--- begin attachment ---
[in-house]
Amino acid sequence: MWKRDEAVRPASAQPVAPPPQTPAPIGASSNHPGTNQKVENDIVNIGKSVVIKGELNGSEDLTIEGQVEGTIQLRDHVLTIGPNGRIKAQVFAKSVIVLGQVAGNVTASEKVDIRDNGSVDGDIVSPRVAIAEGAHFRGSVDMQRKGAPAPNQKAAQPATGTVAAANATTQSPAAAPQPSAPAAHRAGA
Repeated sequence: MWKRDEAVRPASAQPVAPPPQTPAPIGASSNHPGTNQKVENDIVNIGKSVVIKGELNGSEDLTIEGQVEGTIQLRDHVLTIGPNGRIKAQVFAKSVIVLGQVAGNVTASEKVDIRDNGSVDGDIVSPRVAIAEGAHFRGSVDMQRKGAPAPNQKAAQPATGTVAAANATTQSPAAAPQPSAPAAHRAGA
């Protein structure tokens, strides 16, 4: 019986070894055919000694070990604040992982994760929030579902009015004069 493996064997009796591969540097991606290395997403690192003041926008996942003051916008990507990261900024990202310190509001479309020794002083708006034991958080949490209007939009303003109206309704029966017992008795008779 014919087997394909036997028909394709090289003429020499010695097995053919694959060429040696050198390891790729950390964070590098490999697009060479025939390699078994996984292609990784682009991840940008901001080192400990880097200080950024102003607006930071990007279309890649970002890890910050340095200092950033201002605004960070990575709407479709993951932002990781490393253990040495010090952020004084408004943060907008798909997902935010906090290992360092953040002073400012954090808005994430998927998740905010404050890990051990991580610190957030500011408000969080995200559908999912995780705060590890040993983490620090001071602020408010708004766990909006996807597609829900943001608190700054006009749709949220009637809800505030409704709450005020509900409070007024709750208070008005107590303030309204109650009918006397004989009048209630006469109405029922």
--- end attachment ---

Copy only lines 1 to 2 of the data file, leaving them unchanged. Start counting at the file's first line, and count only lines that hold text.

[in-house]
Amino acid sequence: MWKRDEAVRPASAQPVAPPPQTPAPIGASSNHPGTNQKVENDIVNIGKSVVIKGELNGSEDLTIEGQVEGTIQLRDHVLTIGPNGRIKAQVFAKSVIVLGQVAGNVTASEKVDIRDNGSVDGDIVSPRVAIAEGAHFRGSVDMQRKGAPAPNQKAAQPATGTVAAANATTQSPAAAPQPSAPAAHRAGA